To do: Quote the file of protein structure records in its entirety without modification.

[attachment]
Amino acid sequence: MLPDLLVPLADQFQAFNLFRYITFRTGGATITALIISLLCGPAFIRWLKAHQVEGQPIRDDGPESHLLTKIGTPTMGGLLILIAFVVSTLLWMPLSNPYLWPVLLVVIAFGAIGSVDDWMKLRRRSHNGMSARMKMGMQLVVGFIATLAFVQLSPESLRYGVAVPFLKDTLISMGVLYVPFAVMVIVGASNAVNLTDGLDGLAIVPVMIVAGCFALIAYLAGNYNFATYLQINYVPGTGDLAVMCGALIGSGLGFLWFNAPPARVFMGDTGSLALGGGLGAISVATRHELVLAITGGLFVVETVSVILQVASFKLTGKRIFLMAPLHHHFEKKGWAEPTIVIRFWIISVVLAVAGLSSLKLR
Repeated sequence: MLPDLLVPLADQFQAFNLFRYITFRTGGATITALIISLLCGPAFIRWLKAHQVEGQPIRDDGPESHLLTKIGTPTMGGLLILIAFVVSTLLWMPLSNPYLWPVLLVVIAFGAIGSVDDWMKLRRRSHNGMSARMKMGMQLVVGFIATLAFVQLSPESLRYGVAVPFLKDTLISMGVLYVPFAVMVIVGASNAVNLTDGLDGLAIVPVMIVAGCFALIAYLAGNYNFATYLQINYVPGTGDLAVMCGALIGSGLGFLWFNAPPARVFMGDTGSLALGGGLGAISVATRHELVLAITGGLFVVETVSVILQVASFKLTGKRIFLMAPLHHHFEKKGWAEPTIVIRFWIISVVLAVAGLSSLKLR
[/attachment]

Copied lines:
Amino acid sequence: MLPDLLVPLADQFQAFNLFRYITFRTGGATITALIISLLCGPAFIRWLKAHQVEGQPIRDDGPESHLLTKIGTPTMGGLLILIAFVVSTLLWMPLSNPYLWPVLLVVIAFGAIGSVDDWMKLRRRSHNGMSARMKMGMQLVVGFIATLAFVQLSPESLRYGVAVPFLKDTLISMGVLYVPFAVMVIVGASNAVNLTDGLDGLAIVPVMIVAGCFALIAYLAGNYNFATYLQINYVPGTGDLAVMCGALIGSGLGFLWFNAPPARVFMGDTGSLALGGGLGAISVATRHELVLAITGGLFVVETVSVILQVASFKLTGKRIFLMAPLHHHFEKKGWAEPTIVIRFWIISVVLAVAGLSSLKLR
Repeated sequence: MLPDLLVPLADQFQAFNLFRYITFRTGGATITALIISLLCGPAFIRWLKAHQVEGQPIRDDGPESHLLTKIGTPTMGGLLILIAFVVSTLLWMPLSNPYLWPVLLVVIAFGAIGSVDDWMKLRRRSHNGMSARMKMGMQLVVGFIATLAFVQLSPESLRYGVAVPFLKDTLISMGVLYVPFAVMVIVGASNAVNLTDGLDGLAIVPVMIVAGCFALIAYLAGNYNFATYLQINYVPGTGDLAVMCGALIGSGLGFLWFNAPPARVFMGDTGSLALGGGLGAISVATRHELVLAITGGLFVVETVSVILQVASFKLTGKRIFLMAPLHHHFEKKGWAEPTIVIRFWIISVVLAVAGLSSLKLR